Dorji also met his Chinese counterpart Wang Yi and both sides indicated that they wanted a quick border settlement. According to a statement by the Chinese foreign ministry, Wang said that “the conclusion of boundary negotiations and the establishment of diplomatic relations between China and Bhutan” would serve the fundamental interests of both countries. As of now, Bhutan does not have ties with any of the permanent members of the UN Security Council.


In an interview with The Hindu last month, the current Prime Minister of Bhutan, Lotay Tshering, whose term ends this month, had said that he expected progress to be made and confirmed that China and Bhutan were “inching” towards completing their 3-Step Roadmap and that the two sides had “managed two to three meetings and we feel we are nearing the completion of the three-step roadmap” and that the talks also included a possible tradeoff between Chinese claims in Doklam and the ones in northern Bhutan. 


The main areas in dispute between China and Bhutan are 269 sq kms on the western border along the Chumbi Valley and two northern areas of Jakarlung and Pasamlung valleys measuring 495 sq kms. Since 2020, the Chinese have also raised an additional claim in eastern Bhutan. There are two important tri-junction points involving India, China, and Bhutan. The one in the west involves Doklam, and the one in the east is the eastern terminus of the  McMahon Line which delineates the Sino-Indian border in the region. Doklam was also the site of an India-China standoff in 2017. This is the area where the India-China-Bhutan borders meet but India considers Doklam to be Bhutanese territory and is concerned that it could be ceded to China in the border settlement and enable them to overlook the sensitive Siliguri Corridor that links mainland India to the Northeastern region.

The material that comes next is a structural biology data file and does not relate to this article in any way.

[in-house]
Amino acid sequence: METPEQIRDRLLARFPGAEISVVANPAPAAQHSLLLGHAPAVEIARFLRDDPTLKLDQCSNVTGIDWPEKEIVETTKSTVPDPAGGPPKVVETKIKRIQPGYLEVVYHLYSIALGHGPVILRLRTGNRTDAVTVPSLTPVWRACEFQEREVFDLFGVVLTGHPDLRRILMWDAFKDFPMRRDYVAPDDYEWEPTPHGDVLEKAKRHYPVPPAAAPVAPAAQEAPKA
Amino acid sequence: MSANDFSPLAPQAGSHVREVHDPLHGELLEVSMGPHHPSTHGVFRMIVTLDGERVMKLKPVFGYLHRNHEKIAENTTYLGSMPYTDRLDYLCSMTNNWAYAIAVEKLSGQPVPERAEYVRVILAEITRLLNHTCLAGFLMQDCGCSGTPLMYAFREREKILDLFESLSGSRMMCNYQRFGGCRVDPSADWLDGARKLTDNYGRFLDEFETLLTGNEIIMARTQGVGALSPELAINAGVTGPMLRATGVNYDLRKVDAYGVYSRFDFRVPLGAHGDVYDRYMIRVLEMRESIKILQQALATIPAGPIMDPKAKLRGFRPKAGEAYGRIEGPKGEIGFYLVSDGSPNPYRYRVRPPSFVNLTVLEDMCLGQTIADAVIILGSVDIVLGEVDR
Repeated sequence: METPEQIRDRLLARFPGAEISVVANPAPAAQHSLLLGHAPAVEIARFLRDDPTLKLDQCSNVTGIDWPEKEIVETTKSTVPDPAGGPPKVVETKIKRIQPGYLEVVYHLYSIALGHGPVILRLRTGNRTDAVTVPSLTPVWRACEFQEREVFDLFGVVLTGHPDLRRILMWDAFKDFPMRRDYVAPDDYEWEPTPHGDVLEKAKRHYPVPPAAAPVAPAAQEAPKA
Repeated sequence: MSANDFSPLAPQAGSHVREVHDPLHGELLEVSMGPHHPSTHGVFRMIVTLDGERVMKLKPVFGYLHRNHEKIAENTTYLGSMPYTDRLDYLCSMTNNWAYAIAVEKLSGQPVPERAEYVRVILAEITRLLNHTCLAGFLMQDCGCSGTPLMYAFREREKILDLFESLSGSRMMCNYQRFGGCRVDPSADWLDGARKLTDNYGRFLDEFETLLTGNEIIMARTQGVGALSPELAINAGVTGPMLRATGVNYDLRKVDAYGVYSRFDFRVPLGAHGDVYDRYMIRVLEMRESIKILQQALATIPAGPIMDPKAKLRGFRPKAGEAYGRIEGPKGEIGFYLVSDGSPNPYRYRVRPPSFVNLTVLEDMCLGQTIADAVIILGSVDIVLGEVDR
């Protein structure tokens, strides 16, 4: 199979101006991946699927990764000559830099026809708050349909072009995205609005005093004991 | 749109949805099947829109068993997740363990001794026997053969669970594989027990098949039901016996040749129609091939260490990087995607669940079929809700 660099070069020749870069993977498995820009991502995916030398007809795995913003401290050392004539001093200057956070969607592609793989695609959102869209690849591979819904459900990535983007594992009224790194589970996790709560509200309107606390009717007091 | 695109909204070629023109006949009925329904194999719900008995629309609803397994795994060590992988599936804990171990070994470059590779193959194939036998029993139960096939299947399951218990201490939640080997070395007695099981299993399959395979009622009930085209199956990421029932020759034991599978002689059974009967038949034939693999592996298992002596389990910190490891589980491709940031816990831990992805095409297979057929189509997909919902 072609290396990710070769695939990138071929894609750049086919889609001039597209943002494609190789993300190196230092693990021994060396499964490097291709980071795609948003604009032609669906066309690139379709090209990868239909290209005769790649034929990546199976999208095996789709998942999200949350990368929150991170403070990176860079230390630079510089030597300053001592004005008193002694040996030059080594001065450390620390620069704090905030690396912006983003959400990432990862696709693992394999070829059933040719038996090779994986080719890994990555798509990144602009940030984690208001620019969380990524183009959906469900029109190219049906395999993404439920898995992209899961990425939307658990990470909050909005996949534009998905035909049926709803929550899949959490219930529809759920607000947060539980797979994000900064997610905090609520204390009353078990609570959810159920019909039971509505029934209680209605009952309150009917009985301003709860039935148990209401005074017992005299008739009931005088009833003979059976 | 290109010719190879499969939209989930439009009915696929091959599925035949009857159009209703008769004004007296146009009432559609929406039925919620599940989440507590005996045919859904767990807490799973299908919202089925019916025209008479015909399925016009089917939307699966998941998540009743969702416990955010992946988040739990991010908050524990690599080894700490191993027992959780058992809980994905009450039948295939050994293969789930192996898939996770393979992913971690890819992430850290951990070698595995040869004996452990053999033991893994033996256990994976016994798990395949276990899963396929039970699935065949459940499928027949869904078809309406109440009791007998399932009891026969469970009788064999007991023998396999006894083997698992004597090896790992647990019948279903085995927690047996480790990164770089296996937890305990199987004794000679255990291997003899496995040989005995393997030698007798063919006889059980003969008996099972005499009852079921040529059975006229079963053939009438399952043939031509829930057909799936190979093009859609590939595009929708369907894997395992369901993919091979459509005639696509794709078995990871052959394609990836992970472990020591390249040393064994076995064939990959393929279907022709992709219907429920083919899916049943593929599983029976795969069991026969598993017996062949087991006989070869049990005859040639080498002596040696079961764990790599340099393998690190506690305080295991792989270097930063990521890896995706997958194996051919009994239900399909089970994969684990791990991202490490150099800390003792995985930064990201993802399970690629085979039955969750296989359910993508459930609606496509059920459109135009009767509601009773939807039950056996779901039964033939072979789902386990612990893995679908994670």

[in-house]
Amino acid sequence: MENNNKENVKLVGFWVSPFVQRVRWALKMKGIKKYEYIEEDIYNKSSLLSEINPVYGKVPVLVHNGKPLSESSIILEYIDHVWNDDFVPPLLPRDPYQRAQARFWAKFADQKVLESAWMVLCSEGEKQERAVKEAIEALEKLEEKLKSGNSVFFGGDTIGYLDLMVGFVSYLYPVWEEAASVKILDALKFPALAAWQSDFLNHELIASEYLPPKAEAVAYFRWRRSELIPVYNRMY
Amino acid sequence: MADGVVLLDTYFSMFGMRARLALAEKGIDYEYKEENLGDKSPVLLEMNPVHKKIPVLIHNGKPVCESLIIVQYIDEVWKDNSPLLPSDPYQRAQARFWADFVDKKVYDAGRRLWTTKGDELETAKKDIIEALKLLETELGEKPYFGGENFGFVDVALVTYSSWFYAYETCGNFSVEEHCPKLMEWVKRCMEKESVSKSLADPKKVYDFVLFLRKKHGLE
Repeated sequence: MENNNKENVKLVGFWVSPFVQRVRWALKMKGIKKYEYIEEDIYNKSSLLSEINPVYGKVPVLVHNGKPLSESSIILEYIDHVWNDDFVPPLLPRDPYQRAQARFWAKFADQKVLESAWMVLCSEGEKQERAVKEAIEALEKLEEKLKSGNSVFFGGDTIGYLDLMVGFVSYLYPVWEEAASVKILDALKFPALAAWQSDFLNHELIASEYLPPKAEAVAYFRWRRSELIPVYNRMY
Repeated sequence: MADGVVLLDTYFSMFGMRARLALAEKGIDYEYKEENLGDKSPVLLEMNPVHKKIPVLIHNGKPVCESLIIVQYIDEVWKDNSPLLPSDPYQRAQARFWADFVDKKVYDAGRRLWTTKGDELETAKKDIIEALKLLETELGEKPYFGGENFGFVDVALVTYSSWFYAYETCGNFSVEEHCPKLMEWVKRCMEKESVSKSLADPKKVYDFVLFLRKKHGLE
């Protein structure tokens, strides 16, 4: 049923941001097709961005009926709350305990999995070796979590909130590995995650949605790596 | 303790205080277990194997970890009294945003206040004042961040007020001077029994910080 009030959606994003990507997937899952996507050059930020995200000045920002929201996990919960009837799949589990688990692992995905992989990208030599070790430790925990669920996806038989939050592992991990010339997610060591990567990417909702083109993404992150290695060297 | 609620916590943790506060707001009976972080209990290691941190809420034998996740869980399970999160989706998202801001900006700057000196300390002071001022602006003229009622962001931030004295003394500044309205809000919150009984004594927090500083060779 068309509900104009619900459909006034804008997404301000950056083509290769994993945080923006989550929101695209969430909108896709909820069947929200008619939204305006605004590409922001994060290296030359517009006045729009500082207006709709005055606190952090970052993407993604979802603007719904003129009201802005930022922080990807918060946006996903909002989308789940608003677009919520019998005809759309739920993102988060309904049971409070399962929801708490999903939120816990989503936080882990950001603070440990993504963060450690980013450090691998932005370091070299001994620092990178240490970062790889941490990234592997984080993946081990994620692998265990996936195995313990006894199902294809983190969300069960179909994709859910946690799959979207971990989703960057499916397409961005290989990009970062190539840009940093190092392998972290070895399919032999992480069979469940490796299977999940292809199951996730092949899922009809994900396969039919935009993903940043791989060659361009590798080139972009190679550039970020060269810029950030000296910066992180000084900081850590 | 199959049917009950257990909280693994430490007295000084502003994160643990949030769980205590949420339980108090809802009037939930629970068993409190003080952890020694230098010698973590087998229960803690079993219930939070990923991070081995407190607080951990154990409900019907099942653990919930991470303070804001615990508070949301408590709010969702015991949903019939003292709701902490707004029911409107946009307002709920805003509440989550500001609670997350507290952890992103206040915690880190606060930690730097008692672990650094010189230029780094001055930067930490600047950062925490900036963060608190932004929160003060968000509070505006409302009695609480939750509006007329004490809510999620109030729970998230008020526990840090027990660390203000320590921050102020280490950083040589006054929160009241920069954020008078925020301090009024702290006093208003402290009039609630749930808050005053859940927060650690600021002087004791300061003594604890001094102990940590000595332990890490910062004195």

In April, the Foreign Secretary V M Kwatra had briefed the media on the visit. In response to direct questions as to whether there had been any discussions on the China-Bhutan border negotiations, especially Doklam, Kwatra noted that India and Bhutan remain in close touch and maintain “close coordination” relating to our national and security interests. As to the Doklam issue, he referred to the Ministry’s earlier statements which “explicitly bring out our position on the determination of the trijunction boundary points.” 


He was referring to the Ministry of External Affairs (MEA) statement at the onset of the 2017 Doklam crisis which had laid out the Indian view of how the crisis had unfolded. Further, it had revealed that in 2012, India and China “had reached an agreement that the tri-junction boundary points between India, China and third countries will be finalised in consultation with the concerned countries.” Adding that any attempt “to unilaterally determine trijunction violates this understanding.”


In an interview with a Belgian newspaper in March, Tshering had more or less upheld the Indian position when he noted that “Doklam is a junction point between India, China and Bhutan. It is not up to Bhutan alone to fix the problem. There are three of us… We can discuss this as soon as the other two parties are ready.”


The border settlement, if and when it comes, will mark a major change in Bhutan’s geopolitical perspective. But as for the present, the Bhutanese seem determined to press ahead. Their problem is the lack of capacity to police its borders and the deliberate Chinese pressure to press their claims.

Manoj Joshi is a Distinguished Fellow at the ORF. 

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Manoj Joshi

Manoj Joshi

Manoj Joshi is a Distinguished Fellow at the ORF. He has been a journalist specialising on national and international politics and is a commentator and ...